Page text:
The Federal Trucks Company of America referred to its larger heavier models as ‘locomotive sized’ and at one stage used the catch cry “Federals have won by costing less to run”.
Federal Truck was developed from a prototype of the Bailey Motor Truck Company which had been started by Martin Pulcher in Michigan in 1910. Pulcher had started his venture with experience having previously worked with the Oakland Motor Car Company in Pontiac The first Federals were chain driven bonneted trucks of one and two ton capacity powered by a four cylinder Continental petrol engine with three speed transmissions.
By 1913 The Federal Motor Truck Company had built 100 trucks. They were more of an assembler than a manufacturer but the process was successful and was well received by industry. In1916 the chain drive system was replaced by Timken worm drive and a five ton model was announced the following year. A seven ton was released in 1918. Some models were sold under the name Whiting for the domestic market. This may be associated with the acquisition of designs or plans from the short-lived Whiting Motor Car Company that operated briefly between 1910 and 1912 or parts sourced from Whiting Foundry (no connection). History is very sketchy in this area.
By 1923 buses with 18 and 25 seat passenger capacity were added to the range. Apart from the Federal-Knight range all vehicles had Continental engines until 1927 when the Waukesha engined Scout four cylinder model was released and by 1929 all models also had brakes fitted on the front wheels. Soon after 50bhp four cylinder and 72 bhp six cylinder engines were offered as an option in Federal’s four and six wheelers and the Hercules engine joined the options available.
During World War two several different models were produced for military use earning the company four citations for its exceptional military vehicle production At wars end Federal continued with its pre-war civilian range until 1951 when the bonneted Styleliner with a 145bhp Federal engine was released in several different models and weight categories available with either petrol or diesel engines. In 1952 Federal was acquired by the Fawick Airflex Company and became the Federal Motor Truck Division of that company. Fawick was a family owned business that produced air operated brakes and clutches for industrial applications not pertaining to the automotive industry. The merger operated under the name Federal Fawick Corporation. While the Airflex division was highly profitable Federal Trucks lost money. This caused taxation implications that saw the Farwick Corporation take on the Commissioner of Internal Revenue in the Court of Appeals after what they deemed was an unfair ruling when they couldn’t claim the pre-merger losses of the Federal Motor Truck Company.. In 1954/5 Fawick sold all the assets of its Federal Motor Trucks division to Napco Industries and sustained a reported loss of nearly US1.5 million. Airflex also tried to claim this loss over the several years following the sale and this had also been disallowed by the Commissioner of Internal Revenue. Airflex lost their appeal.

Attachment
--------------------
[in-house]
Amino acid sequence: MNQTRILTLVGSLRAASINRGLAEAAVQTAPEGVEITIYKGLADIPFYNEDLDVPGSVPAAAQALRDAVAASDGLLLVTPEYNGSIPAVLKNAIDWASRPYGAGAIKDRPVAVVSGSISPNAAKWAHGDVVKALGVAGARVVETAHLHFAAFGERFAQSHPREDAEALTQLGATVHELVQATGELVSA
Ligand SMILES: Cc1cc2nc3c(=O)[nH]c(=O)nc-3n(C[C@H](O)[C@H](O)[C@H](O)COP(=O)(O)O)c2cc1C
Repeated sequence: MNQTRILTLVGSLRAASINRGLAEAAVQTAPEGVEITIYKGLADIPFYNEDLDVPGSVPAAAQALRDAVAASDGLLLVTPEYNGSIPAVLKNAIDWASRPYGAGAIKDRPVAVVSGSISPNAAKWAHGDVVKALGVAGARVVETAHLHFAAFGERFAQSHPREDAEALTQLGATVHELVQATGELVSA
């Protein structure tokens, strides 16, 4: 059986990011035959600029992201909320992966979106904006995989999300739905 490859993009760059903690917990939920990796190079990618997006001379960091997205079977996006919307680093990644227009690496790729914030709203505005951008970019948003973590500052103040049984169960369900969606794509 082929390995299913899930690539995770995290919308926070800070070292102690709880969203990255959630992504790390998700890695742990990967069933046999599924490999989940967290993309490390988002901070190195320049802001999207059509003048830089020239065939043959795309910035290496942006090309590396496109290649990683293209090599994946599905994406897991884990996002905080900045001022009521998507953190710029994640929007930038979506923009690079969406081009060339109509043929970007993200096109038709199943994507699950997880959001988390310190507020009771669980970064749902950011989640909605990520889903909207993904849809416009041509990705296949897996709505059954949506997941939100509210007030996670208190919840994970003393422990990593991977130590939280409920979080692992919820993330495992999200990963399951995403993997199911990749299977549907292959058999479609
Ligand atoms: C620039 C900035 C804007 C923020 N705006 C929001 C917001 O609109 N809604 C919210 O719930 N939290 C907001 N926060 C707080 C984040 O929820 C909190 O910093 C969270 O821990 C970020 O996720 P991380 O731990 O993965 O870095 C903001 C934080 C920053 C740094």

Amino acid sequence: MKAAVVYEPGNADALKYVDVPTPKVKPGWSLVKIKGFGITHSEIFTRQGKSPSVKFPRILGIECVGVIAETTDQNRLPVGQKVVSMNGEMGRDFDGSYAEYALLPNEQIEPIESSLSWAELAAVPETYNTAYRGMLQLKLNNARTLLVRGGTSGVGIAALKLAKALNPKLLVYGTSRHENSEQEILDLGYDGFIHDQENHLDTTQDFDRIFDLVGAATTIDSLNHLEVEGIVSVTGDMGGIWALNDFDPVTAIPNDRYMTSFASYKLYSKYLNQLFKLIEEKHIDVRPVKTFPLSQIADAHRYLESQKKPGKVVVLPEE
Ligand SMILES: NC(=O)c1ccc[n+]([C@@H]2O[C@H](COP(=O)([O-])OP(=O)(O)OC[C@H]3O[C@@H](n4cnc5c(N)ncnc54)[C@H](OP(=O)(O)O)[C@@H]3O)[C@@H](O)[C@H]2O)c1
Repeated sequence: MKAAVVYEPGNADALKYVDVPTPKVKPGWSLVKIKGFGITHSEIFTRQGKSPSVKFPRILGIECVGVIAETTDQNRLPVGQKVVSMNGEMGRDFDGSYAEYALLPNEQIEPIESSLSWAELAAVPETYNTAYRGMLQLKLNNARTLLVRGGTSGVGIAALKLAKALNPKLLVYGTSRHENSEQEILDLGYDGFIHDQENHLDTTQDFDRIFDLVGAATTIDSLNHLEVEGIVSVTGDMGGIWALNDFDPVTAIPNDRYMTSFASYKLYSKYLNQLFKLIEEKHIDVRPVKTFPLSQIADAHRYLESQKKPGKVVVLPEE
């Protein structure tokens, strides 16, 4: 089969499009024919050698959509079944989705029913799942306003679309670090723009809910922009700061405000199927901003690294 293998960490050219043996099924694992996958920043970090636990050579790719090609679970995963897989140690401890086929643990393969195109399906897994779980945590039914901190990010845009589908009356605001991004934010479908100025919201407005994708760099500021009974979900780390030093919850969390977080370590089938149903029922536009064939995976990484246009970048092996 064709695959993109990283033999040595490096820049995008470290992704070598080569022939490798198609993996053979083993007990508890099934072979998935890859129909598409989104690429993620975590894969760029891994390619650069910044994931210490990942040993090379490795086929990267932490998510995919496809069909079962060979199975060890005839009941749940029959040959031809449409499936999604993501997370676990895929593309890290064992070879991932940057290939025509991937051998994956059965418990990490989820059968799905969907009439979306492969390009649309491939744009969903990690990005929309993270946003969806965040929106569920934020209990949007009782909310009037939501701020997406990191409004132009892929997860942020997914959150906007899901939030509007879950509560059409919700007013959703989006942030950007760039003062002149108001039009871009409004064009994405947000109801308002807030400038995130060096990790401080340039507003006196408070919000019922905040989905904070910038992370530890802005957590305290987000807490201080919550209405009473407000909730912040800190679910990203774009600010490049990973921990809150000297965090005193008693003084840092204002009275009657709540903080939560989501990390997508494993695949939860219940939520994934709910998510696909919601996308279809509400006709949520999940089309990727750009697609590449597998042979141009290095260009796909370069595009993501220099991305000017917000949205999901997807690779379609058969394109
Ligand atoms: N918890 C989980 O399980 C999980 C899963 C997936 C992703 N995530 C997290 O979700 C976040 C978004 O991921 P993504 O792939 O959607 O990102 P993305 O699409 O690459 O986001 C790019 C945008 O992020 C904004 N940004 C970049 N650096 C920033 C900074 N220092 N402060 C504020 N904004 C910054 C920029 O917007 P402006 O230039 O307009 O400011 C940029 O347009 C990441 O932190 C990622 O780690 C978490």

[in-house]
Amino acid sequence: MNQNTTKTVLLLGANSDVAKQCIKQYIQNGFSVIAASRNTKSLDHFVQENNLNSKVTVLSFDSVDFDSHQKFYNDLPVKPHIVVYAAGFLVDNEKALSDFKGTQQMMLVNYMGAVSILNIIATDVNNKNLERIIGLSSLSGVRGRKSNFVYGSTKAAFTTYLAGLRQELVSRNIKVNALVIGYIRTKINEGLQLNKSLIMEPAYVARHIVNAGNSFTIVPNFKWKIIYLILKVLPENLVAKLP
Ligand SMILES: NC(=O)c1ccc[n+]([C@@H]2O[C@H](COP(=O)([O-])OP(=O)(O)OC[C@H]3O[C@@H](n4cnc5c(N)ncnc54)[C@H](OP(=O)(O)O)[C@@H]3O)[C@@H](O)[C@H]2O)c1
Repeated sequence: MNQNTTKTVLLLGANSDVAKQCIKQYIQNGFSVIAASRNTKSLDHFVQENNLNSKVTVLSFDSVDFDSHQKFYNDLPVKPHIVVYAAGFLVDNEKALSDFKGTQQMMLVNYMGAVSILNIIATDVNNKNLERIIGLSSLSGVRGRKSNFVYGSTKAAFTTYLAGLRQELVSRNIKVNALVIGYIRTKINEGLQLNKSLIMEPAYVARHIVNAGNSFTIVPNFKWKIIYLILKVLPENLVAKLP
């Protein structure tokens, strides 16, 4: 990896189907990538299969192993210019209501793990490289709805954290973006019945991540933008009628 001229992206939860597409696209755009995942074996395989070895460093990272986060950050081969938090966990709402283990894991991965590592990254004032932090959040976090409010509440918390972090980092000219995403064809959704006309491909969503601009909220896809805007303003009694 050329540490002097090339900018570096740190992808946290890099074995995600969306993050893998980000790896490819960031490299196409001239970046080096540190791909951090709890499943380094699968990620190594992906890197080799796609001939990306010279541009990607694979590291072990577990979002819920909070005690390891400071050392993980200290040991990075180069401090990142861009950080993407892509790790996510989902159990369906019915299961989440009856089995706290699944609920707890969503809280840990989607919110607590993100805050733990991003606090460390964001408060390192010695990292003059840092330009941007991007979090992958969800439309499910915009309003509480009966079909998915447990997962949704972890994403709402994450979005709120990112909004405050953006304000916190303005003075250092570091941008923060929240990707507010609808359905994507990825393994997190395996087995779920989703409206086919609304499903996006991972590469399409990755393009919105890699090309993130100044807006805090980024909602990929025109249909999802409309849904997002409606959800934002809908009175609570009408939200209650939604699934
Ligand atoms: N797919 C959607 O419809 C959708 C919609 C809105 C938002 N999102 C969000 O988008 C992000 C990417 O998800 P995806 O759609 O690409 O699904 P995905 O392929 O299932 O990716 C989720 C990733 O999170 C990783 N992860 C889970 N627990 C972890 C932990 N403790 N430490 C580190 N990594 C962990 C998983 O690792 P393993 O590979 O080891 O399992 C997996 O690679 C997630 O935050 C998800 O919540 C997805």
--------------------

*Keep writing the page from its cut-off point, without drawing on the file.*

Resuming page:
Napco had started as the Northwestern Auto Parts Company in Minneapolis in 1918 by Romanian tinsmith Edward Rappaport. The business was essentially a salvage reseller and its motto was “For that hard to get part”. It listed as a public company on the Midwest Exchange in 1933 and changed its name to Napco Industries in 1950 to better reflect its growing diversity in manufacture which included communications equipment and aircraft parts. Edward Rappaport passed away in 1955.
Napco Industries moved production to Minneapolis and relied on special orders to keep it going. Napcos venture into truck manufacture was short-lived. Edward Rappaport passed away in 1955 and it was all over by 1959 for Federal Trucks.The end of vehicle production came about when an order to produce military truck axles took precedence. The last commercial vehicles produced by Federal were bus chassis. The Dana Group, through its subsidiary Spicer Heavy Axle Inc. purchased Napco for US$7.5 million and continued to produce heavy duty axles.